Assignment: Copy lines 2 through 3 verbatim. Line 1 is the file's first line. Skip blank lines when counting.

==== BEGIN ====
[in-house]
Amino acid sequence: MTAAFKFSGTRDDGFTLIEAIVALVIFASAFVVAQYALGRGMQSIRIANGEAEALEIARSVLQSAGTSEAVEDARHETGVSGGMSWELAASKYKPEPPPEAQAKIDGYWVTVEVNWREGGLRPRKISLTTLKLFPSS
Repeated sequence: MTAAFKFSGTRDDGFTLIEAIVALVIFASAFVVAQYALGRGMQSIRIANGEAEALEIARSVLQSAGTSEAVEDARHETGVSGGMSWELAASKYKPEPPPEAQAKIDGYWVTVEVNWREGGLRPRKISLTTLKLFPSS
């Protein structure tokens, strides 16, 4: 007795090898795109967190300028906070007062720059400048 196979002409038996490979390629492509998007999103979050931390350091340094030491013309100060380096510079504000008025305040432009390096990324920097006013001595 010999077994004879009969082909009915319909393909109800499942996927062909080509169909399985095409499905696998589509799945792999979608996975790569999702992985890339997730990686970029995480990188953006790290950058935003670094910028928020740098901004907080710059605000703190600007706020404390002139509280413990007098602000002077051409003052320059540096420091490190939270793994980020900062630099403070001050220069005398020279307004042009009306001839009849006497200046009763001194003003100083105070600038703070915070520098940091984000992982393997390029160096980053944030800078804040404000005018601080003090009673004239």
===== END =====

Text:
Amino acid sequence: MTAAFKFSGTRDDGFTLIEAIVALVIFASAFVVAQYALGRGMQSIRIANGEAEALEIARSVLQSAGTSEAVEDARHETGVSGGMSWELAASKYKPEPPPEAQAKIDGYWVTVEVNWREGGLRPRKISLTTLKLFPSS
Repeated sequence: MTAAFKFSGTRDDGFTLIEAIVALVIFASAFVVAQYALGRGMQSIRIANGEAEALEIARSVLQSAGTSEAVEDARHETGVSGGMSWELAASKYKPEPPPEAQAKIDGYWVTVEVNWREGGLRPRKISLTTLKLFPSS